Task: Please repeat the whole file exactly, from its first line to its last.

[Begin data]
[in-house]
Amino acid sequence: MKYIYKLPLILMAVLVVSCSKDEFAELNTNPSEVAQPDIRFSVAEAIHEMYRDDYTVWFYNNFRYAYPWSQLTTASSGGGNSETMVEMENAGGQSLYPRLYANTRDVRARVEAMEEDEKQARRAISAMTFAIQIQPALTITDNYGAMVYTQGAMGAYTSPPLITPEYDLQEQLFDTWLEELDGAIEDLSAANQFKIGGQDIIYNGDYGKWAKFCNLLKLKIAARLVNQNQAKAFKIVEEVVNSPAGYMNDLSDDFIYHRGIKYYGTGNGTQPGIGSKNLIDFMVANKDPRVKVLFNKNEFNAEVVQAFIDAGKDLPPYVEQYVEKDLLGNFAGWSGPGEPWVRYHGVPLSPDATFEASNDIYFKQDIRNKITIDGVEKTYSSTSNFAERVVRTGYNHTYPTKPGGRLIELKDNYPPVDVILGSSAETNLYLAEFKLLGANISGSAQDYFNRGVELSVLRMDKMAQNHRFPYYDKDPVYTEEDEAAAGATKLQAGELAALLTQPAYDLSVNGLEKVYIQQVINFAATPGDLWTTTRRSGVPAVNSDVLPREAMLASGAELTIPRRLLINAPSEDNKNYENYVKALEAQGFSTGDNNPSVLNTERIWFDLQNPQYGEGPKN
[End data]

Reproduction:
[in-house]
Amino acid sequence: MKYIYKLPLILMAVLVVSCSKDEFAELNTNPSEVAQPDIRFSVAEAIHEMYRDDYTVWFYNNFRYAYPWSQLTTASSGGGNSETMVEMENAGGQSLYPRLYANTRDVRARVEAMEEDEKQARRAISAMTFAIQIQPALTITDNYGAMVYTQGAMGAYTSPPLITPEYDLQEQLFDTWLEELDGAIEDLSAANQFKIGGQDIIYNGDYGKWAKFCNLLKLKIAARLVNQNQAKAFKIVEEVVNSPAGYMNDLSDDFIYHRGIKYYGTGNGTQPGIGSKNLIDFMVANKDPRVKVLFNKNEFNAEVVQAFIDAGKDLPPYVEQYVEKDLLGNFAGWSGPGEPWVRYHGVPLSPDATFEASNDIYFKQDIRNKITIDGVEKTYSSTSNFAERVVRTGYNHTYPTKPGGRLIELKDNYPPVDVILGSSAETNLYLAEFKLLGANISGSAQDYFNRGVELSVLRMDKMAQNHRFPYYDKDPVYTEEDEAAAGATKLQAGELAALLTQPAYDLSVNGLEKVYIQQVINFAATPGDLWTTTRRSGVPAVNSDVLPREAMLASGAELTIPRRLLINAPSEDNKNYENYVKALEAQGFSTGDNNPSVLNTERIWFDLQNPQYGEGPKN